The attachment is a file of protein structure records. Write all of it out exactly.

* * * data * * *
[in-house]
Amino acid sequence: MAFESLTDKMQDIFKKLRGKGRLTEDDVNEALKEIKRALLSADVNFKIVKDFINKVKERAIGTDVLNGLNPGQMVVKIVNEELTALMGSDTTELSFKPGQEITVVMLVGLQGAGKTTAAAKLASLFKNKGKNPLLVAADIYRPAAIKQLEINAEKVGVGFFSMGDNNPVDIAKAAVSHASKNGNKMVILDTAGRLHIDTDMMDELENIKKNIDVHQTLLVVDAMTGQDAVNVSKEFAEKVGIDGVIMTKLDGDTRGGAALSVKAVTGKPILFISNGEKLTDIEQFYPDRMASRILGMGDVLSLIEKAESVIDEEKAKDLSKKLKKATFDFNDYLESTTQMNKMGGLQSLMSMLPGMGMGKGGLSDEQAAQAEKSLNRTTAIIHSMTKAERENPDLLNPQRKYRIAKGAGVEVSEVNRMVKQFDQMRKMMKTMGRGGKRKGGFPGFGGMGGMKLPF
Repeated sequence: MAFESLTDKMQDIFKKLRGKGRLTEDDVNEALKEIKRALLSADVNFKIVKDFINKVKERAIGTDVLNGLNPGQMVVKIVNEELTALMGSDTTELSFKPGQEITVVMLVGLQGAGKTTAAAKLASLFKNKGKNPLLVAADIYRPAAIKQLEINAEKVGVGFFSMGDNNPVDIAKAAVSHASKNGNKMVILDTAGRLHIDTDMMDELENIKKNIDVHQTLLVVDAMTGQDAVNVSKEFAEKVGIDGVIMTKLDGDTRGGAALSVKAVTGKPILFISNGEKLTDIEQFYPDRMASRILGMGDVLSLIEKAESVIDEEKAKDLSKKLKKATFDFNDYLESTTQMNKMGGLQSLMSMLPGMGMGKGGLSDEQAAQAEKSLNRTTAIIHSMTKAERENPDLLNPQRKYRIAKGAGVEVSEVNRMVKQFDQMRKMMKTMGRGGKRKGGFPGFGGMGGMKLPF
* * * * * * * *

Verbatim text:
[in-house]
Amino acid sequence: MAFESLTDKMQDIFKKLRGKGRLTEDDVNEALKEIKRALLSADVNFKIVKDFINKVKERAIGTDVLNGLNPGQMVVKIVNEELTALMGSDTTELSFKPGQEITVVMLVGLQGAGKTTAAAKLASLFKNKGKNPLLVAADIYRPAAIKQLEINAEKVGVGFFSMGDNNPVDIAKAAVSHASKNGNKMVILDTAGRLHIDTDMMDELENIKKNIDVHQTLLVVDAMTGQDAVNVSKEFAEKVGIDGVIMTKLDGDTRGGAALSVKAVTGKPILFISNGEKLTDIEQFYPDRMASRILGMGDVLSLIEKAESVIDEEKAKDLSKKLKKATFDFNDYLESTTQMNKMGGLQSLMSMLPGMGMGKGGLSDEQAAQAEKSLNRTTAIIHSMTKAERENPDLLNPQRKYRIAKGAGVEVSEVNRMVKQFDQMRKMMKTMGRGGKRKGGFPGFGGMGGMKLPF
Repeated sequence: MAFESLTDKMQDIFKKLRGKGRLTEDDVNEALKEIKRALLSADVNFKIVKDFINKVKERAIGTDVLNGLNPGQMVVKIVNEELTALMGSDTTELSFKPGQEITVVMLVGLQGAGKTTAAAKLASLFKNKGKNPLLVAADIYRPAAIKQLEINAEKVGVGFFSMGDNNPVDIAKAAVSHASKNGNKMVILDTAGRLHIDTDMMDELENIKKNIDVHQTLLVVDAMTGQDAVNVSKEFAEKVGIDGVIMTKLDGDTRGGAALSVKAVTGKPILFISNGEKLTDIEQFYPDRMASRILGMGDVLSLIEKAESVIDEEKAKDLSKKLKKATFDFNDYLESTTQMNKMGGLQSLMSMLPGMGMGKGGLSDEQAAQAEKSLNRTTAIIHSMTKAERENPDLLNPQRKYRIAKGAGVEVSEVNRMVKQFDQMRKMMKTMGRGGKRKGGFPGFGGMGGMKLPF